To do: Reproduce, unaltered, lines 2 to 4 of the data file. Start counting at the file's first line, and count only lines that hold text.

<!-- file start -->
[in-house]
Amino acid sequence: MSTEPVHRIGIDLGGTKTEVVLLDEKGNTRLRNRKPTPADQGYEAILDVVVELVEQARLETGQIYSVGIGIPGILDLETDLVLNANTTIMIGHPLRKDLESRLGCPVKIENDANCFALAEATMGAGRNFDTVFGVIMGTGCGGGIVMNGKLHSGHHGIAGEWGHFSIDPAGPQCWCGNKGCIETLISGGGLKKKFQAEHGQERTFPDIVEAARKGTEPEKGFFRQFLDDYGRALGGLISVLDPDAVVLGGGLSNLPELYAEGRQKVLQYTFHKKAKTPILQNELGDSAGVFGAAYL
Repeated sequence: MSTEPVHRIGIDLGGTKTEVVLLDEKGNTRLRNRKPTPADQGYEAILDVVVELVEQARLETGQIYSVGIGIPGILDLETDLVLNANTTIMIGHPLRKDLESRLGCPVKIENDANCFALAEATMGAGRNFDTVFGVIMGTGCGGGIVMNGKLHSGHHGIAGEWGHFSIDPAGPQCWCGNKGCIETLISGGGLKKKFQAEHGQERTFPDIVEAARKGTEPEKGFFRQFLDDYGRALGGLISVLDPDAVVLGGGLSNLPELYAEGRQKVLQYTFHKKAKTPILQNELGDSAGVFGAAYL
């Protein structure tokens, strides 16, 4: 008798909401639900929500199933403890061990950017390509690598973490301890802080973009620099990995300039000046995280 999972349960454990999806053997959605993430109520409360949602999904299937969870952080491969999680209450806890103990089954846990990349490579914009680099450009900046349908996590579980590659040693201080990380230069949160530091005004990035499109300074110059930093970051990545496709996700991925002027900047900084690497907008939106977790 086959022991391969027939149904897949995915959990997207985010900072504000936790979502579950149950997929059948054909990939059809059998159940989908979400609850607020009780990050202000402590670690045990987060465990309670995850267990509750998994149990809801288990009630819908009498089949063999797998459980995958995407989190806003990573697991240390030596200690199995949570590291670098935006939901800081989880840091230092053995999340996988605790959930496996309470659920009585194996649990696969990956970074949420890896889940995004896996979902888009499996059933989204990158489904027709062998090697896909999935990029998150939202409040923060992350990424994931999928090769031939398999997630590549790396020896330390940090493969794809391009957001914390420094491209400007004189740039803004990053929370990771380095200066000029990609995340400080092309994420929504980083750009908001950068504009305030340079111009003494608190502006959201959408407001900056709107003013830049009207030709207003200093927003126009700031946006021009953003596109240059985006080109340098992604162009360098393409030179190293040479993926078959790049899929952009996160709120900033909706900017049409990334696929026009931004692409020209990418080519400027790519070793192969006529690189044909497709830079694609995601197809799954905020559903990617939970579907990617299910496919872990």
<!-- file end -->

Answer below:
Amino acid sequence: MSTEPVHRIGIDLGGTKTEVVLLDEKGNTRLRNRKPTPADQGYEAILDVVVELVEQARLETGQIYSVGIGIPGILDLETDLVLNANTTIMIGHPLRKDLESRLGCPVKIENDANCFALAEATMGAGRNFDTVFGVIMGTGCGGGIVMNGKLHSGHHGIAGEWGHFSIDPAGPQCWCGNKGCIETLISGGGLKKKFQAEHGQERTFPDIVEAARKGTEPEKGFFRQFLDDYGRALGGLISVLDPDAVVLGGGLSNLPELYAEGRQKVLQYTFHKKAKTPILQNELGDSAGVFGAAYL
Repeated sequence: MSTEPVHRIGIDLGGTKTEVVLLDEKGNTRLRNRKPTPADQGYEAILDVVVELVEQARLETGQIYSVGIGIPGILDLETDLVLNANTTIMIGHPLRKDLESRLGCPVKIENDANCFALAEATMGAGRNFDTVFGVIMGTGCGGGIVMNGKLHSGHHGIAGEWGHFSIDPAGPQCWCGNKGCIETLISGGGLKKKFQAEHGQERTFPDIVEAARKGTEPEKGFFRQFLDDYGRALGGLISVLDPDAVVLGGGLSNLPELYAEGRQKVLQYTFHKKAKTPILQNELGDSAGVFGAAYL
């Protein structure tokens, strides 16, 4: 008798909401639900929500199933403890061990950017390509690598973490301890802080973009620099990995300039000046995280 999972349960454990999806053997959605993430109520409360949602999904299937969870952080491969999680209450806890103990089954846990990349490579914009680099450009900046349908996590579980590659040693201080990380230069949160530091005004990035499109300074110059930093970051990545496709996700991925002027900047900084690497907008939106977790 086959022991391969027939149904897949995915959990997207985010900072504000936790979502579950149950997929059948054909990939059809059998159940989908979400609850607020009780990050202000402590670690045990987060465990309670995850267990509750998994149990809801288990009630819908009498089949063999797998459980995958995407989190806003990573697991240390030596200690199995949570590291670098935006939901800081989880840091230092053995999340996988605790959930496996309470659920009585194996649990696969990956970074949420890896889940995004896996979902888009499996059933989204990158489904027709062998090697896909999935990029998150939202409040923060992350990424994931999928090769031939398999997630590549790396020896330390940090493969794809391009957001914390420094491209400007004189740039803004990053929370990771380095200066000029990609995340400080092309994420929504980083750009908001950068504009305030340079111009003494608190502006959201959408407001900056709107003013830049009207030709207003200093927003126009700031946006021009953003596109240059985006080109340098992604162009360098393409030179190293040479993926078959790049899929952009996160709120900033909706900017049409990334696929026009931004692409020209990418080519400027790519070793192969006529690189044909497709830079694609995601197809799954905020559903990617939970579907990617299910496919872990």